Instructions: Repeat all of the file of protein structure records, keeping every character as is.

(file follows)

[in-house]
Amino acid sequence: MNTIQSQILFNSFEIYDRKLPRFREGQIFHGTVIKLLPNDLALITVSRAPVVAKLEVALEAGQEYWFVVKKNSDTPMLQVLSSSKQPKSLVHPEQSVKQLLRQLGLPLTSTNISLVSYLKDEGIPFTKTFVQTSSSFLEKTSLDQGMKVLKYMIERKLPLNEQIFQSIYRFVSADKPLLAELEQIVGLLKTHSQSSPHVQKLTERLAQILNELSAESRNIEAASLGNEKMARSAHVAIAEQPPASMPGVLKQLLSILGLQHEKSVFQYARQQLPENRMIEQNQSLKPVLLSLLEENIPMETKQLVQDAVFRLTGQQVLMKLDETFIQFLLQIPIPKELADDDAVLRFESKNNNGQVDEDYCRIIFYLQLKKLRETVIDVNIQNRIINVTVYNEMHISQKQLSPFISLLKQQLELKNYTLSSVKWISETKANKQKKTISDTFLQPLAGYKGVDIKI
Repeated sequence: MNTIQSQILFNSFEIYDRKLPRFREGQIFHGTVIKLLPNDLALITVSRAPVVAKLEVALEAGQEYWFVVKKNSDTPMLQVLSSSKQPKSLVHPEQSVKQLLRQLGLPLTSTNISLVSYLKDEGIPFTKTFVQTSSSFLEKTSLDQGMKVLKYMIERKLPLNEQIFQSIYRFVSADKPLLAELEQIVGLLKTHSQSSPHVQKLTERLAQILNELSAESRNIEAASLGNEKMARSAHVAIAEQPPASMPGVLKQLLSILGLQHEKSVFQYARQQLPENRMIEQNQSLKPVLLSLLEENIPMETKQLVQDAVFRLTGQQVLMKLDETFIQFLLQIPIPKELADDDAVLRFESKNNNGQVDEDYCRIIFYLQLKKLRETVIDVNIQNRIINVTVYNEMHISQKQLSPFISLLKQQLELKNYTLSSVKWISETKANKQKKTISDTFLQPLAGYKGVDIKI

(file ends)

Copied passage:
[in-house]
Amino acid sequence: MNTIQSQILFNSFEIYDRKLPRFREGQIFHGTVIKLLPNDLALITVSRAPVVAKLEVALEAGQEYWFVVKKNSDTPMLQVLSSSKQPKSLVHPEQSVKQLLRQLGLPLTSTNISLVSYLKDEGIPFTKTFVQTSSSFLEKTSLDQGMKVLKYMIERKLPLNEQIFQSIYRFVSADKPLLAELEQIVGLLKTHSQSSPHVQKLTERLAQILNELSAESRNIEAASLGNEKMARSAHVAIAEQPPASMPGVLKQLLSILGLQHEKSVFQYARQQLPENRMIEQNQSLKPVLLSLLEENIPMETKQLVQDAVFRLTGQQVLMKLDETFIQFLLQIPIPKELADDDAVLRFESKNNNGQVDEDYCRIIFYLQLKKLRETVIDVNIQNRIINVTVYNEMHISQKQLSPFISLLKQQLELKNYTLSSVKWISETKANKQKKTISDTFLQPLAGYKGVDIKI
Repeated sequence: MNTIQSQILFNSFEIYDRKLPRFREGQIFHGTVIKLLPNDLALITVSRAPVVAKLEVALEAGQEYWFVVKKNSDTPMLQVLSSSKQPKSLVHPEQSVKQLLRQLGLPLTSTNISLVSYLKDEGIPFTKTFVQTSSSFLEKTSLDQGMKVLKYMIERKLPLNEQIFQSIYRFVSADKPLLAELEQIVGLLKTHSQSSPHVQKLTERLAQILNELSAESRNIEAASLGNEKMARSAHVAIAEQPPASMPGVLKQLLSILGLQHEKSVFQYARQQLPENRMIEQNQSLKPVLLSLLEENIPMETKQLVQDAVFRLTGQQVLMKLDETFIQFLLQIPIPKELADDDAVLRFESKNNNGQVDEDYCRIIFYLQLKKLRETVIDVNIQNRIINVTVYNEMHISQKQLSPFISLLKQQLELKNYTLSSVKWISETKANKQKKTISDTFLQPLAGYKGVDIKI